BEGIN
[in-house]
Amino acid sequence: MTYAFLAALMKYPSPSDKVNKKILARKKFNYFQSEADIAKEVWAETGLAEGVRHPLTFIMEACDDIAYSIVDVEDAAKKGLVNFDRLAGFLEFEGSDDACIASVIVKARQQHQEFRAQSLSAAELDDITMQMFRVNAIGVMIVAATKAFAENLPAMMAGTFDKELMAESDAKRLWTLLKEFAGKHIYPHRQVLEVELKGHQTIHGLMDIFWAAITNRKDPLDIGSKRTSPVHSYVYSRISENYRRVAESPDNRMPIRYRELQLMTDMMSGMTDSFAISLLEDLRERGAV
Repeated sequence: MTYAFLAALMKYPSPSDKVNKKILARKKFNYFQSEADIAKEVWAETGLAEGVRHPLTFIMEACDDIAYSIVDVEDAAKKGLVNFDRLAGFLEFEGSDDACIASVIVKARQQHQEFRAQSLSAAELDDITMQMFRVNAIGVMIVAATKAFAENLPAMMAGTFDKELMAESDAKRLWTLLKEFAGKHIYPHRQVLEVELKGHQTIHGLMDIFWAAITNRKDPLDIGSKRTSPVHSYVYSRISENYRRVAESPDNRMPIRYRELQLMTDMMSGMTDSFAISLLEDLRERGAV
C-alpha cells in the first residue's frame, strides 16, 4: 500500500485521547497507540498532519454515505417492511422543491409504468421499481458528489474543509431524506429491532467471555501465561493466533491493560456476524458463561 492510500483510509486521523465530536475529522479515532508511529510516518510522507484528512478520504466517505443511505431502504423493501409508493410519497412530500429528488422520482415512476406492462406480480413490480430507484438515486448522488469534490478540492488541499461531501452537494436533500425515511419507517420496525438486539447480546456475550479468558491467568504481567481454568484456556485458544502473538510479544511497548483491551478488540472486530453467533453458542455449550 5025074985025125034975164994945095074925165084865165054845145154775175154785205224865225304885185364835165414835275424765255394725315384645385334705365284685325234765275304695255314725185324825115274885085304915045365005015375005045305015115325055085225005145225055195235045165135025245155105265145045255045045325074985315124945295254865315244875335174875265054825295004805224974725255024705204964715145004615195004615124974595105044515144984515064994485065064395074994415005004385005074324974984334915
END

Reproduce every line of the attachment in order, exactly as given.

[in-house]
Amino acid sequence: MTYAFLAALMKYPSPSDKVNKKILARKKFNYFQSEADIAKEVWAETGLAEGVRHPLTFIMEACDDIAYSIVDVEDAAKKGLVNFDRLAGFLEFEGSDDACIASVIVKARQQHQEFRAQSLSAAELDDITMQMFRVNAIGVMIVAATKAFAENLPAMMAGTFDKELMAESDAKRLWTLLKEFAGKHIYPHRQVLEVELKGHQTIHGLMDIFWAAITNRKDPLDIGSKRTSPVHSYVYSRISENYRRVAESPDNRMPIRYRELQLMTDMMSGMTDSFAISLLEDLRERGAV
Repeated sequence: MTYAFLAALMKYPSPSDKVNKKILARKKFNYFQSEADIAKEVWAETGLAEGVRHPLTFIMEACDDIAYSIVDVEDAAKKGLVNFDRLAGFLEFEGSDDACIASVIVKARQQHQEFRAQSLSAAELDDITMQMFRVNAIGVMIVAATKAFAENLPAMMAGTFDKELMAESDAKRLWTLLKEFAGKHIYPHRQVLEVELKGHQTIHGLMDIFWAAITNRKDPLDIGSKRTSPVHSYVYSRISENYRRVAESPDNRMPIRYRELQLMTDMMSGMTDSFAISLLEDLRERGAV
C-alpha cells in the first residue's frame, strides 16, 4: 500500500485521547497507540498532519454515505417492511422543491409504468421499481458528489474543509431524506429491532467471555501465561493466533491493560456476524458463561 492510500483510509486521523465530536475529522479515532508511529510516518510522507484528512478520504466517505443511505431502504423493501409508493410519497412530500429528488422520482415512476406492462406480480413490480430507484438515486448522488469534490478540492488541499461531501452537494436533500425515511419507517420496525438486539447480546456475550479468558491467568504481567481454568484456556485458544502473538510479544511497548483491551478488540472486530453467533453458542455449550 5025074985025125034975164994945095074925165084865165054845145154775175154785205224865225304885185364835165414835275424765255394725315384645385334705365284685325234765275304695255314725185324825115274885085304915045365005015375005045305015115325055085225005145225055195235045165135025245155105265145045255045045325074985315124945295254865315244875335174875265054825295004805224974725255024705204964715145004615195004615124974595105044515144984515064994485065064395074994415005004385005074324974984334915